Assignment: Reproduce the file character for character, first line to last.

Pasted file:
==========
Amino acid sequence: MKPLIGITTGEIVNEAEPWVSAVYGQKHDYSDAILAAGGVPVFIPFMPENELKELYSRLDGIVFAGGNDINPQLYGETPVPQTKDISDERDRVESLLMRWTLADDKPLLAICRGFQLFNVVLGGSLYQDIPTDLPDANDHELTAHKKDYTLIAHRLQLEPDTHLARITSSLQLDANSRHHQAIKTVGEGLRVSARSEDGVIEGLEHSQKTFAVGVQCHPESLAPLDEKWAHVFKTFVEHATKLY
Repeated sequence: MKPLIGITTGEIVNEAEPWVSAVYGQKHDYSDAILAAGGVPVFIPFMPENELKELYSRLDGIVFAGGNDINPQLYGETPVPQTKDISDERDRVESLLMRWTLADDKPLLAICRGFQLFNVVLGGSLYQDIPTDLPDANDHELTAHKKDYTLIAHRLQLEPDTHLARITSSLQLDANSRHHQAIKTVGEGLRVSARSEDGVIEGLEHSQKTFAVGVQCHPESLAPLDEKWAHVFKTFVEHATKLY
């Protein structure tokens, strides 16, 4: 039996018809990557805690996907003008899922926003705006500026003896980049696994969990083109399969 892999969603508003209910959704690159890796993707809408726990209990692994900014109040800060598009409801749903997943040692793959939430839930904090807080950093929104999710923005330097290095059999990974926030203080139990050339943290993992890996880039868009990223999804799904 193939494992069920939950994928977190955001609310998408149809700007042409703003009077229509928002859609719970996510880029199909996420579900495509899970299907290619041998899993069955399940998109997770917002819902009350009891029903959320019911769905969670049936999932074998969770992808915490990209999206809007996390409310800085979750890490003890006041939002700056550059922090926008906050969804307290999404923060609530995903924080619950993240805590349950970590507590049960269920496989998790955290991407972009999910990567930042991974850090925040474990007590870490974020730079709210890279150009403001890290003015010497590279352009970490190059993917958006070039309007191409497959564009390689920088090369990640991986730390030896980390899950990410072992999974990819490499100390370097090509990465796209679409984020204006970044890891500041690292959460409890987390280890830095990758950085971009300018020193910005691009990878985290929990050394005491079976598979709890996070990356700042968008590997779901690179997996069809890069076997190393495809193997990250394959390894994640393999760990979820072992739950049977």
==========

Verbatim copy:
Amino acid sequence: MKPLIGITTGEIVNEAEPWVSAVYGQKHDYSDAILAAGGVPVFIPFMPENELKELYSRLDGIVFAGGNDINPQLYGETPVPQTKDISDERDRVESLLMRWTLADDKPLLAICRGFQLFNVVLGGSLYQDIPTDLPDANDHELTAHKKDYTLIAHRLQLEPDTHLARITSSLQLDANSRHHQAIKTVGEGLRVSARSEDGVIEGLEHSQKTFAVGVQCHPESLAPLDEKWAHVFKTFVEHATKLY
Repeated sequence: MKPLIGITTGEIVNEAEPWVSAVYGQKHDYSDAILAAGGVPVFIPFMPENELKELYSRLDGIVFAGGNDINPQLYGETPVPQTKDISDERDRVESLLMRWTLADDKPLLAICRGFQLFNVVLGGSLYQDIPTDLPDANDHELTAHKKDYTLIAHRLQLEPDTHLARITSSLQLDANSRHHQAIKTVGEGLRVSARSEDGVIEGLEHSQKTFAVGVQCHPESLAPLDEKWAHVFKTFVEHATKLY
């Protein structure tokens, strides 16, 4: 039996018809990557805690996907003008899922926003705006500026003896980049696994969990083109399969 892999969603508003209910959704690159890796993707809408726990209990692994900014109040800060598009409801749903997943040692793959939430839930904090807080950093929104999710923005330097290095059999990974926030203080139990050339943290993992890996880039868009990223999804799904 193939494992069920939950994928977190955001609310998408149809700007042409703003009077229509928002859609719970996510880029199909996420579900495509899970299907290619041998899993069955399940998109997770917002819902009350009891029903959320019911769905969670049936999932074998969770992808915490990209999206809007996390409310800085979750890490003890006041939002700056550059922090926008906050969804307290999404923060609530995903924080619950993240805590349950970590507590049960269920496989998790955290991407972009999910990567930042991974850090925040474990007590870490974020730079709210890279150009403001890290003015010497590279352009970490190059993917958006070039309007191409497959564009390689920088090369990640991986730390030896980390899950990410072992999974990819490499100390370097090509990465796209679409984020204006970044890891500041690292959460409890987390280890830095990758950085971009300018020193910005691009990878985290929990050394005491079976598979709890996070990356700042968008590997779901690179997996069809890069076997190393495809193997990250394959390894994640393999760990979820072992739950049977």